Graduation day: where did those years go?
IN THE jumbled chest of images that constitutes my memory, it only seems like yesterday I slipped a girl I knew a twenty and asked to borrow her flat hat, cloak and scroll. It was the late 1990s and graduation day in the recently submerged Welsh town of Aberystwyth, at the university where I was somewhat prepared for adult life.
I needed to stand in for a photo for future proof of my presence, before tossing the lot in the air and bolting for the nearest watering hole. Failure to prepare for the big occasion was commonplace for me and my peers. It was obvious from the resulting picture that the head belonging to the girl that helped me out had a smaller circumference than mine - and I could have done with a shave. Later, she told me that she spent the twenty well.
Last week, there were far more civilised scenes under our roof as a special occasion was celebrated; the young lad graduated from creche. It was a milestone that came all too swiftly in the end. Both the good woman and I gushed as he descended the stairs in his best shirt and pants, his hair respectfully trimmed. I couldn't make the actual ceremony as I had work commitments, but his mother brought the camcorder and the following evening we sat like blubbering idiots, thinking how much like a little man he had become.
It was a week for graduations, as it turned out. The woman in the bank told me her two grown children were graduating from college, and a visiting friend had been to his daughter's end of primary school graduation, the daunting secondary years no longer a dot on the horizon. It knocked home in my head about life and its different stages, and how sooner or later, with a bit of luck, most of us pass through them.
The young lad has one more summer to enjoy before big school swallows him up and he becomes another cog in the machine that is the Irish educational system. And as millions of parents have done before, we'll brush ourselves down and deal with the dramas as they unfold. Leaving his creche days behind is an end of an innocence, in a way, and it carries an air of poignancy - unfortunately, life doesn't come with brakes. We look forward to a whole new chapter of adventures, when September comes.
WHO IS TO BLAME FOR OBESITY?
The Men That Made Us Fat (part two) aired on BBC 2 last Thursday night. Afterwards I was left with the impression that their blame for a chronic obesity problem in western civilisation lies mainly with the companies that are focused on making jumbo-sized profits, a money-spinner callously orchestrated at hungry Joe Public's expense.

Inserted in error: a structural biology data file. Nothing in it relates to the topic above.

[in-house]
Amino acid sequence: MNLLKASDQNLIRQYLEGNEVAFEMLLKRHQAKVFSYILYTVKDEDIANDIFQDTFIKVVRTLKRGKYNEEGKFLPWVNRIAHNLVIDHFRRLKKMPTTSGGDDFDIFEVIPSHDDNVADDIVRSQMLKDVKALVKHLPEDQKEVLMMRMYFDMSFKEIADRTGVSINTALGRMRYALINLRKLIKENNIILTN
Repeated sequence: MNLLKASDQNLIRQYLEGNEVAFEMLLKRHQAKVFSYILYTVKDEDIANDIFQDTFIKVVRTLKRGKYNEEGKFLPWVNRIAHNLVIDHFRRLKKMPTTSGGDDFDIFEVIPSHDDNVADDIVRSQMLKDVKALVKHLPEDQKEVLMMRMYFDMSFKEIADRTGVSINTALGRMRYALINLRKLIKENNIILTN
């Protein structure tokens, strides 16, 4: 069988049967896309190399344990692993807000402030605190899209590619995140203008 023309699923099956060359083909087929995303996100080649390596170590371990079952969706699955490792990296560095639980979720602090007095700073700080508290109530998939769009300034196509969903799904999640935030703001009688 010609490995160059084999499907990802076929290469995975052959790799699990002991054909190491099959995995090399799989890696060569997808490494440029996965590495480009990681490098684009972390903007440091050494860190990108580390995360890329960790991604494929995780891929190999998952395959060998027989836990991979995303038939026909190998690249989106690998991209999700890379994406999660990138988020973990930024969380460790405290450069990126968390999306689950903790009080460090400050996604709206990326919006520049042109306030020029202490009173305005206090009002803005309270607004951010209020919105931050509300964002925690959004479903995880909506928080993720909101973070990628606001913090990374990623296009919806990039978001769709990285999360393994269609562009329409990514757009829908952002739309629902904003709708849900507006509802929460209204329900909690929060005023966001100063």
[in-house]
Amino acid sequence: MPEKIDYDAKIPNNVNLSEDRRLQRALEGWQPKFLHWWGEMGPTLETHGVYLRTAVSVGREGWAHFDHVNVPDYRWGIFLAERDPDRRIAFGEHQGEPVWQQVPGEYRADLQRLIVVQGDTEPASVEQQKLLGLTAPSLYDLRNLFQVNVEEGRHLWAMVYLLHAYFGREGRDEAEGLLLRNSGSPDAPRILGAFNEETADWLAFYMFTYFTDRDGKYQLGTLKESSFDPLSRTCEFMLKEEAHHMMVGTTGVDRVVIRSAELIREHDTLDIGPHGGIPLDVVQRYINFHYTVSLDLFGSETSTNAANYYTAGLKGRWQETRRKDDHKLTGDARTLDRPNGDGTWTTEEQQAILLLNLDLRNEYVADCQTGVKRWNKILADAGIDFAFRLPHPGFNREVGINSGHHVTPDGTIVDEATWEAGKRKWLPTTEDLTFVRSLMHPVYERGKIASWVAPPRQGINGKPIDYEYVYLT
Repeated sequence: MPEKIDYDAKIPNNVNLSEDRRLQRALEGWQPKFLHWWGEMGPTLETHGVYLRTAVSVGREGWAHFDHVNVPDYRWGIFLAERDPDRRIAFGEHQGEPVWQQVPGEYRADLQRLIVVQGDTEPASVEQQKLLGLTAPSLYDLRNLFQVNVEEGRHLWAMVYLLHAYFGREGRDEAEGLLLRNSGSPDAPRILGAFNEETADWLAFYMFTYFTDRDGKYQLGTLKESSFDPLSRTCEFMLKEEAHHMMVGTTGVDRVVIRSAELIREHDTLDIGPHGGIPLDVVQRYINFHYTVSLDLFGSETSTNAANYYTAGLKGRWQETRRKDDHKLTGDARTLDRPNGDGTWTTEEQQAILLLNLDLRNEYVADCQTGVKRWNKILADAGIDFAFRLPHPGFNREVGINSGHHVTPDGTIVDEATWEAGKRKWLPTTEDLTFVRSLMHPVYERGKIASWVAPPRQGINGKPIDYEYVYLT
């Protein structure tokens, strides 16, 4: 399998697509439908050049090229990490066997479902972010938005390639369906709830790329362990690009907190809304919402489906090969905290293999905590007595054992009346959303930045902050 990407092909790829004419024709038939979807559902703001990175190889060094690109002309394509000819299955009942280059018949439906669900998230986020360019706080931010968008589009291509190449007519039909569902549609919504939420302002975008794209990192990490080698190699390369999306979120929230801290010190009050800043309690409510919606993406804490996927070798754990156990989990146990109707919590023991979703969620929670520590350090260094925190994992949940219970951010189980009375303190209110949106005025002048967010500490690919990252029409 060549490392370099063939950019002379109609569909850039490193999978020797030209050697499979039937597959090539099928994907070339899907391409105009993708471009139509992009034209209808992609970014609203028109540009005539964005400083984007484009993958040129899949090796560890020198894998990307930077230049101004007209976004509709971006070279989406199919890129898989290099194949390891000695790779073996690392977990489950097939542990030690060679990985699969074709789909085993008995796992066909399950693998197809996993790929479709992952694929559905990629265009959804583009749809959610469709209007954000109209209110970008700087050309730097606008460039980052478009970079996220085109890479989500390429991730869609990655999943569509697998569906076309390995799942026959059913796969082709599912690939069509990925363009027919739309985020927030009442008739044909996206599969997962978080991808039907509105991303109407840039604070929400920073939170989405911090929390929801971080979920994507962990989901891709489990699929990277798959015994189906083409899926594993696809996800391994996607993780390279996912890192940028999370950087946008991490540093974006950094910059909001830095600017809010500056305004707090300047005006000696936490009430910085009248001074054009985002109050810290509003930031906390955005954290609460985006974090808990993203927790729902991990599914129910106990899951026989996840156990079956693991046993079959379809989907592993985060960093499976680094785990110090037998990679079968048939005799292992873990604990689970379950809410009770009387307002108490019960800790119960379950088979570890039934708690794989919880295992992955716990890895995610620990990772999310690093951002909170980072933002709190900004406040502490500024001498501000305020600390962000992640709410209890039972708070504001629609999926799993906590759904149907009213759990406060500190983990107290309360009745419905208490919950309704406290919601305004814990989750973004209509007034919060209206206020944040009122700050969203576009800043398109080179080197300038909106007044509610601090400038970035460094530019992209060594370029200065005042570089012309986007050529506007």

While there were interesting points made, including how an initially reluctant McDonald's eventually decided to go down the extravalue-sized-meals route to fight off competition from their fast food rivals, and that the Double Gulp (double gulp, when you see the size of the thing) soda contains 64 spoonfuls of sugar, it failed to hit home the point that ultimately the individual is responsible for what he or she allows enter their bodies. As happened when I went to the cinema to watch Morgan Spurlock's Supersize Me documentary in 2004, seeing those burgers being flipped before drowning under melted cheese left me craving a Big Mac. The good woman suggests that men generally crave meat more, while women prefer chips. I'm not sure about the scientific proof on that one, but I wouldn't say no to a trip to the nearest McDonald's right now to do some research of my own. Oh, the thoughts of it.
PLUG PULLED ON ENGLAND GAME
It is of little interest to me how FAI chief John Delaney lets his hair down when attending the European Championships, but a story that emerged over the weekend where it has been revealed that the plug has been pulled on a lucrative summer friendly between England and Republic of Ireland, matters considerably more.
Sports promoter Damien O'Brien claims he had reached an agreement with the FAI for the game in Dublin in August, but scrapped the idea after the FAI scuppered another plan of his, to hold a tournament at Thomond Park in Limerick. There was a rumour that Tottenham Hotspur and Celtic were two of four teams that had agreed to take part in a tournament at the Munster venue.
Sports minister Michael Ring apparently approached Delaney on the issue, and accepted his explanation for refusing to allow the tournament to go ahead. I'm sure many soccer fans would like to have that reason explained to them, especially when it falls on the greater sporting public to vote with their feet to decide if these events are successful after all.